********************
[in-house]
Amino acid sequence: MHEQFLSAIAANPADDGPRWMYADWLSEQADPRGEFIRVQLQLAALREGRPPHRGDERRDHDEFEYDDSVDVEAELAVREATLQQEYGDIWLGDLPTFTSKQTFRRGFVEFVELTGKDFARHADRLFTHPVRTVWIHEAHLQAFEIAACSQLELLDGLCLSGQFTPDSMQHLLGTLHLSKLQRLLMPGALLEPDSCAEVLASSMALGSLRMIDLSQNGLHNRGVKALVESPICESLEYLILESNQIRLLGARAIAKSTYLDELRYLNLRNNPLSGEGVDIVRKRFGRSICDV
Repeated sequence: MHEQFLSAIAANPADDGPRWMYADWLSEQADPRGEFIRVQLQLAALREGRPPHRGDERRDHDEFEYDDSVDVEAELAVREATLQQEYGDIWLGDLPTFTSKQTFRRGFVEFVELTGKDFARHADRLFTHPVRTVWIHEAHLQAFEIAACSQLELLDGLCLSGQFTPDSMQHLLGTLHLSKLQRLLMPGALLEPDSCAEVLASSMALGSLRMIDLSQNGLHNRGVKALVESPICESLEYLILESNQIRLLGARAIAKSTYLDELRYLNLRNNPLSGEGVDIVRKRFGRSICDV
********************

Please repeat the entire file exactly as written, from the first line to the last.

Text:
[in-house]
Amino acid sequence: MHEQFLSAIAANPADDGPRWMYADWLSEQADPRGEFIRVQLQLAALREGRPPHRGDERRDHDEFEYDDSVDVEAELAVREATLQQEYGDIWLGDLPTFTSKQTFRRGFVEFVELTGKDFARHADRLFTHPVRTVWIHEAHLQAFEIAACSQLELLDGLCLSGQFTPDSMQHLLGTLHLSKLQRLLMPGALLEPDSCAEVLASSMALGSLRMIDLSQNGLHNRGVKALVESPICESLEYLILESNQIRLLGARAIAKSTYLDELRYLNLRNNPLSGEGVDIVRKRFGRSICDV
Repeated sequence: MHEQFLSAIAANPADDGPRWMYADWLSEQADPRGEFIRVQLQLAALREGRPPHRGDERRDHDEFEYDDSVDVEAELAVREATLQQEYGDIWLGDLPTFTSKQTFRRGFVEFVELTGKDFARHADRLFTHPVRTVWIHEAHLQAFEIAACSQLELLDGLCLSGQFTPDSMQHLLGTLHLSKLQRLLMPGALLEPDSCAEVLASSMALGSLRMIDLSQNGLHNRGVKALVESPICESLEYLILESNQIRLLGARAIAKSTYLDELRYLNLRNNPLSGEGVDIVRKRFGRSICDV